Five African Handmade Objects For You To Stock
Oct 17, 2021 | Benedict Cross and Sian John-Baptiste
The Benin Bronzes. Once covering the royal palace of the Kingdom of Benin, in what is now southern Nigeria, many of these plaques are eight hundred years old. The Edo artisans of Benin used sophisticated lost-wax casting methods to create metal plaques an eighth of an inch thick - more advanced than any European technique at the height of the Renaissance. Most of the Benin Bronzes were looted by colonial British forces in 1897. Substantial collections are held by museums in Britain, Germany and the United States, and debates about their return to Nigeria are ongoing.
Though actual Benin Bronzes may be a little difficult to get hold of, the practice of handmade bronze-making in Nigeria never stopped, even after the raid. Osarobo Zeickner-Okoro, Director of the Ahiamwen Guild that creates bronze sculptures, has said ‘I think we make them even better now.’ Handmade Nigerian bronzes are a beautiful and classic item, and stocking them supports the very same industry that created the original bronzes.
Traditional African masks. Found in a massive swathe of cultures between the Sahara and Kalahari deserts, traditional masks fulfilled a dizzying array of social roles - and still do. With ceremonial, religious or theatrical applications, masks are made through complex handmade techniques out of an inventive variety of materials. Their abstract style has had an immense impact on world art, strongly influencing the artistic movements of cubism and expressionism.
Masks are one of the most popular objects of handmade African culture and you’ll find no end of artisans crafting and selling them, across a huge swathe of countries. Due to their variety, you can find one to suit any room and any mood, such as calmness, vibrance, or concentration.
Nguni shields. The economy of Southern Africa was based upon cattle farming, so it’s no surprise that the shields of the region were made of cowhide. They still have important symbolic uses and many are produced for tourists, but they were also historically the most valued possession of the region’s warriors. Though several kinds of shield were employed for hunting or dancing, the largest was the isihlangu or war shield. These were made by hand by the warriors themselves or by specialised artisans, who would treat the leather and fasten it to a central staff.
Shaka Zulu popularised the use of this shield alongside the iklwa or stabbing spear, teaching his warriors to hook the shields of the enemy in a fighting style that revolutionised Southern African warfare. His tactics were so effective that they were later used to defeat a British invasion at the Battle of Isandlwana, where the well-led and well-disciplined Zulu forces overcame the vast technological advantage of the British through diversions, encirclements and skillful maneuvering.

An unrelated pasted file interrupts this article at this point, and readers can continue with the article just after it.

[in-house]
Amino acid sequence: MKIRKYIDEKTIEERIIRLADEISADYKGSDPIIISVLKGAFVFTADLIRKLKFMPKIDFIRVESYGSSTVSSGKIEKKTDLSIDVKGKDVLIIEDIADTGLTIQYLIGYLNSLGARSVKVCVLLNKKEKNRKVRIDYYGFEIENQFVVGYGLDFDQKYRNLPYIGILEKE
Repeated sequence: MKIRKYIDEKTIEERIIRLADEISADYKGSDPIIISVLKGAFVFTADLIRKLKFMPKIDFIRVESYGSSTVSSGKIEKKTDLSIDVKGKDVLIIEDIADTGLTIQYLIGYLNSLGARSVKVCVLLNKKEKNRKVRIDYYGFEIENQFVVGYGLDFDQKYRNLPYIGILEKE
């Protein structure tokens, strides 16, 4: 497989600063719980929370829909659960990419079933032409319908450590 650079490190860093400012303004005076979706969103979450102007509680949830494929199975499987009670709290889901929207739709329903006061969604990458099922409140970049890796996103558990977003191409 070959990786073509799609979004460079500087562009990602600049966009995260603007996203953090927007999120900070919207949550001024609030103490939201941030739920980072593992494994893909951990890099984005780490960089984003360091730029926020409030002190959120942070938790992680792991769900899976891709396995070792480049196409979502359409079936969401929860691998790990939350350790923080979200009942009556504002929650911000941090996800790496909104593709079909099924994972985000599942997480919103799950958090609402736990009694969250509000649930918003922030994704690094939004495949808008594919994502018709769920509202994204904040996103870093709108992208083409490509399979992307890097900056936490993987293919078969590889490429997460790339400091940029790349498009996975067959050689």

You can make a bold and iconic statement with a stock of Nguni shields - they make fantastically striking wallpieces in both lifesize and miniature.
Kente cloth. Originally handwoven in Ghana, kente cloth creates intricate geometric patterns in bright and eye-catching colours. West African textiles have a history going back thousands of years, and kente cloth was traditionally worn by royalty in the form of togas. Though most kente cloth today is mass-produced, the most expensive cloth remains handwoven in Ghana. You can distinguish your range of handmade cloth with the authentic Ghanian brand, instantly placing you a cut above any factory sources.
Mbira. We take a jaunt to the other side of the continent with the UNESCO-registered mbira or ‘finger pianos’ of Zimbabwe. These instruments belong to a family called lamellophones - a family dominated by instruments from Southeast Africa. These ancient instruments are fashioned by attaching metal tongues of varying length to a wooden board, and are played by plucking with the fingers. They’ve been used by many musicians and bands outside of Africa, such as Earth, Wind and Fire, and have enjoyed such popularity that they’ve even been converted to electric versions. Handmade mbira will delight your customers - easy to play but hard to master, their intricate metallic notes are unmistakable and enchanting.
Interested in stocking any of these beautiful handmade items? Rural Handmade can source them for you. Give us a call at +44 7456176631 or email us at firstname.lastname@example.org, and we’ll supply you with exquisite handmade goods to your specifications, crafted sustainably and ethically.
Thank you for reading!
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